Definition of billy in English:



  • 1

    short for billy goat
    • ‘‘Hahaha… he reminds me of the billies we used to have in our petting zoo,’ he smiled.’
    • ‘The goat articles were OK in getting one interested in goats, but you did gloss over how difficult it can be to rent or borrow a billy for breeding.’
    • ‘Some goats were as big as merino rams, with horns that forced even the toughest defenders to step back. ‘They were full-sized billies,’ Carson said.’
    • ‘It was a young billy, useless for milking, but pretty.’
    • ‘Some of the younger billies were locking horns in mock fights watched over by the full-bearded patriarch of the herd, a venerable old fellow like something out of the Book of Revelations.’
    • ‘It is tethered to a tree, a rangy, brindled, flop-eared, devil-eyed billy that could have been a regimental mascot.’
    • ‘A British Alpine billy, five British Alpine does and two Saanen does have just been safely delivered to their new home in Katima Mulilo.’
    • ‘More mild mannered than full-sized goats, these little billies and nannies have become the latest must-have pets for Christmas.’
  • 2North American A truncheon; a cudgel.

    • ‘The Gangs of New York ‘sports set’ featuring a billy club, a shiv and a board with a nail driven through it.’
    • ‘However, I saw a San Antonio police officer yesterday who had three sets of handcuffs, three loaded Glock magazines, one Glock pistol, radios, telephones, a billy club, sunglasses and heaven knows what he was carrying I couldn't see.’
    • ‘Meanwhile, police violence continues, with one woman striker hospitalized Tuesday for injuries suffered when she was struck by a billy club while picketing a contractor's office.’
    • ‘After being paid with an ounce of weed, Red went partying all night; but meanwhile at his house, a man who had robbed a drug dealer was beaten with a billy club, taken out into the desert and shot in the back of the head with a shotgun.’
    • ‘Ida tried to reach him to bind his wounds and was knocked down by a billy club by one of the police officers.’
    • ‘In one on-air illustration, she cited a CNN newscaster's emotional description of a female colleague being hit in the ribs with a billy club.’
    • ‘In the wake of James Meredith's plan to integrate the University of Mississippi, and the expectation of ensuing violence, one was brandishing a billy club, while the others looked on seemingly anticipating putting it to use.’
    • ‘Just then a guard came down the hall, beating his billy club along the bars of the cells, and yelling for everyone to shut up.’
    • ‘Outside the courtroom, he summons his powers to gather evidence on behalf of his clients, occasionally ‘encouraging’ (a billy club helps) reluctant witnesses to testify.’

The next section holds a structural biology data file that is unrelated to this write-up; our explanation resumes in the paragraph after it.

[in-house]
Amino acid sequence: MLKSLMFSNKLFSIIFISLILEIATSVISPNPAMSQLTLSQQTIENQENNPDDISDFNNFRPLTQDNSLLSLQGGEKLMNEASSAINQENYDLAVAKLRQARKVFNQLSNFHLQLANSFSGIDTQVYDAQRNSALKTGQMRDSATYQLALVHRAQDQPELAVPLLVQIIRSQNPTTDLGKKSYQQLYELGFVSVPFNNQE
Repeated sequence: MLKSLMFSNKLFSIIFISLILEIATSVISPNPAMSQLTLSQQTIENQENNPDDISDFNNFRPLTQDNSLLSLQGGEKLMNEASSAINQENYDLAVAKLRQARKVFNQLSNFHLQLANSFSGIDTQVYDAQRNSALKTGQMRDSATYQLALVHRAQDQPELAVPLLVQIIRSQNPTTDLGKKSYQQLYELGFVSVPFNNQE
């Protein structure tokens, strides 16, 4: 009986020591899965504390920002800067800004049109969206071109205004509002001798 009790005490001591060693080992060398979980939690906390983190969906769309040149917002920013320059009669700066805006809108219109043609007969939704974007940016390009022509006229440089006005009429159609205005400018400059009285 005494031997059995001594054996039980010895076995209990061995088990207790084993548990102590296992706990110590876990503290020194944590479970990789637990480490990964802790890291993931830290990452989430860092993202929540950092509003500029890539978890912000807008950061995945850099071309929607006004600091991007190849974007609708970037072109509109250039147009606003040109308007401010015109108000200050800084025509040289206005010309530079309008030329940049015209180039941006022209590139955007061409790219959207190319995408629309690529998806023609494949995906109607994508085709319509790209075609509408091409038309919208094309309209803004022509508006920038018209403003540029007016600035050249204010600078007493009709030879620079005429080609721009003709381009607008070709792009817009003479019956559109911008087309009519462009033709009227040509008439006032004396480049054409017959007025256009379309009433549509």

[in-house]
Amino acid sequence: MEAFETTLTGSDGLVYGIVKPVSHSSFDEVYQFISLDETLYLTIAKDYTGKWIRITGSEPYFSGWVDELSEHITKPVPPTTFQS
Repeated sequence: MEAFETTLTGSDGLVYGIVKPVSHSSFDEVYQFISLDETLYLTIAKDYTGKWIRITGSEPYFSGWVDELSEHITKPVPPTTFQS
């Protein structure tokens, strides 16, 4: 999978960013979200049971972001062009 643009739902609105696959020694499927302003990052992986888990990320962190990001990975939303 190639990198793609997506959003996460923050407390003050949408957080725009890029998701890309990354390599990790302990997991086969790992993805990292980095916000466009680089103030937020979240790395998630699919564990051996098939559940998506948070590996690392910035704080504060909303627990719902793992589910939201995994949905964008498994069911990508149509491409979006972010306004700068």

• ‘And since our image is the most intimate part of our message that dissent exists and we are its faces they can disempower democratic assembly without swinging a single billy club.’
    • ‘I tilted my head in question, but an officer walked forward with a billy club and said roughly and a bit shakily, ‘Now, young man.’’
    • ‘It was de jure segregation; sanctioned by the law and backed by the billy club.’
    • ‘A lot of them had reputations for being inhabited mainly by prostitutes and drug dealers, although Hayes says he refused to permit that at the Atlantic Shores, enforcing his will with a billy club he kept behind the counter.’
    • ‘We mount and finish the last leg out, every small climb reminding me my muscles feel like they were beat with a billy club.’
    • ‘The first cop, the one she had hit, raised his long billy club and stopped time.’
    • ‘Someone really should have cut every scene of Affleck jogging in the red costume, pumping his arms with his billy club in one hand and looking for all the world like a deranged relay runner.’
    • ‘Another work of the same year, The Policeman, is a vertical box 14 inches tall that narrows from its open front to its open back, the sides and top perforated with ‘fingers,’ knobs and, seemingly, a billy club.’
    • ‘Somewhere down the line, one of the women gets hit in the head with a billy club, but overall they don't attack.’
    • ‘The truth is that there are governing bodies in charge of enforcing wine laws, but they don't wear tall blue hats and bat you on the head with a billy club for drinking the wrong wine.’
    • ‘The police have always had non-lethal force at their disposal, of course: the billy club.’
    club, bludgeon, stick, truncheon, baton, blackthorn, mace, bat
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Mid 19th century: from Billy, nickname for the given name William.